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Clips under the hood

Saturday, February 20th 2021

Gabriele Sato

In a previous article, we introduced Clips. Let's recap a bit so we're ready to dive in here.


Clips is a clipboard manager... I know, the word "clipboard" doesn't really tell us much about the features, or what the app is designed for. In reality, what it's doing is extremely simple: every time you copy a text or a picture it will store what you have copied inside a database.

That means every time you need your item back you can find it inside the clipboard.

Now that you know what our app is doing, let's get started!


Clips is built using Electron, a framework for creating native applications with web technologies. Thanks to it focusing on the core of the application couldn't be easier:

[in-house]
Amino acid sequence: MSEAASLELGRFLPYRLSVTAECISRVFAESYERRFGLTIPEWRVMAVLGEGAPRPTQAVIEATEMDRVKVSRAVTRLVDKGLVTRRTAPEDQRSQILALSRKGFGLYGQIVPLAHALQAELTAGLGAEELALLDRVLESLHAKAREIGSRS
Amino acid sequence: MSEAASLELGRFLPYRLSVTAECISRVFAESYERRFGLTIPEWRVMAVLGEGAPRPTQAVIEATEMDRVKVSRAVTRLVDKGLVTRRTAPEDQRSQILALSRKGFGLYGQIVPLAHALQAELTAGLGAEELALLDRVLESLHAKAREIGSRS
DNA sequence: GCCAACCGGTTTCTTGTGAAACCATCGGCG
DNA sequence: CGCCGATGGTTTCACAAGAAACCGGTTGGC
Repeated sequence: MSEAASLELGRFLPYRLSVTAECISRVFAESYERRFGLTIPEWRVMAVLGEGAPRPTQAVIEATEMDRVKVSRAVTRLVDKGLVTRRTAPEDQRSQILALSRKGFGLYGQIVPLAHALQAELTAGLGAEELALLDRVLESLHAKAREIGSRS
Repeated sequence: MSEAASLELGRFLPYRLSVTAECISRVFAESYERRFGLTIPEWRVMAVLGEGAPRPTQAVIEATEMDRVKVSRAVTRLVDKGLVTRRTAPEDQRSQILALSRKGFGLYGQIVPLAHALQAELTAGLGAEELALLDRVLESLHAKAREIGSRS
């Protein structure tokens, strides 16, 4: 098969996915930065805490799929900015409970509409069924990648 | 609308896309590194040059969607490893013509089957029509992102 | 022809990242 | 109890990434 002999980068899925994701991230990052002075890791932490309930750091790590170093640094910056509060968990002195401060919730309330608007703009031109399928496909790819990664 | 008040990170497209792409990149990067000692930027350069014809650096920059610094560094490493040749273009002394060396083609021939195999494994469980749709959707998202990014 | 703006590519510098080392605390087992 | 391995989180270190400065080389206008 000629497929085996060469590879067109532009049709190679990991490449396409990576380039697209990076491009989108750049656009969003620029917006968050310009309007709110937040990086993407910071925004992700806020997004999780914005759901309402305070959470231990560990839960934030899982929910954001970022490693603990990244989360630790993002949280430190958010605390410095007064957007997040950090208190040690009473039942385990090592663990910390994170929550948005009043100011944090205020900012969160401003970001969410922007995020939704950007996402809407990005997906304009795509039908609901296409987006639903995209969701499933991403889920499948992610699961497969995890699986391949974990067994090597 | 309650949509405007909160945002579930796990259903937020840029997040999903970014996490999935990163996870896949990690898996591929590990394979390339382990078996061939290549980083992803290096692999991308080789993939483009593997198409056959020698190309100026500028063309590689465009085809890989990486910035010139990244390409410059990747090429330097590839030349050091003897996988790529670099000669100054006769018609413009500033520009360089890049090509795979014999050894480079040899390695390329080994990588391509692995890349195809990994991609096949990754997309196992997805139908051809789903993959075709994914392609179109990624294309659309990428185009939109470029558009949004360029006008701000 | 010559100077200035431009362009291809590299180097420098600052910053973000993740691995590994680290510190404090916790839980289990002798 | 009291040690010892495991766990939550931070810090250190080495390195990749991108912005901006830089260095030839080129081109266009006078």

• No need to care about the target Operating System
  • The huge javascript ecosystem allows not to reinvent the wheel. (Especially during the UI/UX development process)

Because Electron is based on Chromium, it shares the same characteristic of browsers. It requires programmers to deal with 2 different processes: the renderer process and the main process. The renderer process is where the user interacts with the page and performs some basic actions. However, whenever the user needs to access the system resources, we need to write a "bridge" to communicate with the main process.

You're probably wondering why we have 2 layers. Electron, as I already mentioned, is literally a browser, and any code written in Html/Javascript can be executed from the renderer process. You can even link a page hosted somewhere on the internet, and with no surprise, it will be correctly rendered/executed.

This is why Chromium's renderer processes are executed within a sandboxed process that has limited access to the user's computer.